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James: Transit deal possible with Ford, Metrolinx

by Royson James
City Columnist

This one should be easy for Mayor Rob Ford.

As one who campaigned on a platform of “respect for taxpayers” and “transparency and accountability” at city hall, Ford should present his new transportation vision to Toronto council, not attempt an end-run around local politicians.

Ford’s plan would focus more on subways and less on light rail. But the new roadmap is one that a confident new mayor, armed with a strong mandate, would want council to embrace. In doing so, he’d blunt the criticism he will surely get from proponents of Transit City, the light rail plan that is funded and under construction — the plan he’s vowed to halt.

Such an open approach will be messy and sometimes embarrassing. Council’s left wing will orchestrate a strike force for a heated debate. In other words, democracy will break out, and that is hardly a bad thing.

One wonders, though, if there are two sides in this debate, how come, over the past three years, there was no — as my grandmother would say — no bang-a-rang or jangaroo at council over the Transit City plan?

Because it was carefully orchestrated, stealthily introduced, woven into the fabric of city policy bit by bit, approved in pieces, and finally became a fait accompli, attracting dissent from none but the most ardent opponent.

Some call the approach too clever by half. It would have been successful had one of the main opponents not become mayor. Now, the tail that tried to wag the transit dog is the top dog. And, instead of adopting the openness he says was sorely missing, he’s musing about repeating the sins of the past, keeping the debate at the TTC, away from council.

Ford appears correct in stating that, technically, city council did not adopt the Transit City plan. Council voted on doing environmental assessments on various lines. And there were other votes that, steps removed, gave support to the Transit City approach. But the light rail advocates had no motivation to stage a full, open debate that would lead to a clear vote that Toronto had abandoned its dreams for subways and opted for the more affordable and workable and sensible light-rail option.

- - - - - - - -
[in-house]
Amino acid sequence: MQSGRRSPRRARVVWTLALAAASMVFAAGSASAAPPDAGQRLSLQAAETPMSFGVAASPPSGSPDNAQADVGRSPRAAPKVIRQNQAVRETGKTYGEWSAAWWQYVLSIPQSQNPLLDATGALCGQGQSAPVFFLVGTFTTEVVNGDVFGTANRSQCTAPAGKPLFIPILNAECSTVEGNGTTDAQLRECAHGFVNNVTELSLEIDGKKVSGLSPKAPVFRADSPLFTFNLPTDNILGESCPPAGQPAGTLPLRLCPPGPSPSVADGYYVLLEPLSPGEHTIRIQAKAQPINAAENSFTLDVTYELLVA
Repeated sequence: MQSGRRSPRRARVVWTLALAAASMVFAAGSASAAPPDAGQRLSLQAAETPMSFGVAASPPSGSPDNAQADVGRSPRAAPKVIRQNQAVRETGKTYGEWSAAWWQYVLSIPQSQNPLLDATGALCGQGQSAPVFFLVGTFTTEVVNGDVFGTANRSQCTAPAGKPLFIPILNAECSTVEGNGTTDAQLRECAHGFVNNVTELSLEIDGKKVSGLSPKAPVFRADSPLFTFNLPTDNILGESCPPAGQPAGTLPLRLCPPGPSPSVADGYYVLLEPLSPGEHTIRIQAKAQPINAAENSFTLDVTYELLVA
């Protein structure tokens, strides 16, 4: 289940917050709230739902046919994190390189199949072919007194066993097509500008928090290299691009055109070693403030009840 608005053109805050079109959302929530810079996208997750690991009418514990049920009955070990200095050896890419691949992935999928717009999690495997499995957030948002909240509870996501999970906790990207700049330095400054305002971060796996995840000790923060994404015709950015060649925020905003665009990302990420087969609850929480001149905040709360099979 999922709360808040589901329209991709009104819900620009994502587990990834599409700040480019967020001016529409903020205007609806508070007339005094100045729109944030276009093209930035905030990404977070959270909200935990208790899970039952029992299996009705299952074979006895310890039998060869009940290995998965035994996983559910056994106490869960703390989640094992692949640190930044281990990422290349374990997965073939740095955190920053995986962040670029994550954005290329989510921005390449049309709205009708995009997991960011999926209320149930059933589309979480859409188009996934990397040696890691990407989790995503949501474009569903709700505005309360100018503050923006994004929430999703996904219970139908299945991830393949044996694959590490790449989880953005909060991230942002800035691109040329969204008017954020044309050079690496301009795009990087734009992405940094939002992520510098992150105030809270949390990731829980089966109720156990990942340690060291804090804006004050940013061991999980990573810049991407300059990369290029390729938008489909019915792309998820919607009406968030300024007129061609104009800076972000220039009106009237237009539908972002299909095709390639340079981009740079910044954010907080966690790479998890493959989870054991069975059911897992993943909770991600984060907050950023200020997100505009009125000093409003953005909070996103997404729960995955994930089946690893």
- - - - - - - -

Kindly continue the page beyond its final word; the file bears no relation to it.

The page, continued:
That type of unequivocal vote comes when city council is on the hook, financially, for a project. Transit City is funded almost entirely by the provincial government. City council, because it is not responsible for its funding, has paid little attention to the projects.

Most of the debate has taken place at the Toronto Transit Commission, an arm’s-length body populated by city councillors. Their decisions come to council only if council has to fund the policies.

Council is similarly disconnected from the Spadina subway extension to York Region; and the rail link from Union Station to Pearson. No pay, little say, little interest.

If Ford can get the province to shift its funding to subways from light rail, council, in theory, doesn’t have to approve it. That will involve difficult negotiations. And Queen’s Park will probably listen to Metrolink, the agency set up to administer transportation across the region.

Metrolink wants a compromise with Ford — and they’ll want council’s backing.

Pointing out that the province has committed $8.15 billion to build four new transit lines into Toronto as part of a provincial commitment to relieving congestion and mange growth across the GTA and Hamilton, Metrolinx chair Rob Prichard says:

“The province is committed to building more transit, just as the city is. Therefore, the city and province and TTC and Metrolinx need to find common ground that meets the needs of the city and the region and spends tax dollars prudently.”

And can they?

“The case for finding common ground is compelling and in the interest of all Torontonians” and all the region, he says. “We will work intensely to achieve this.”




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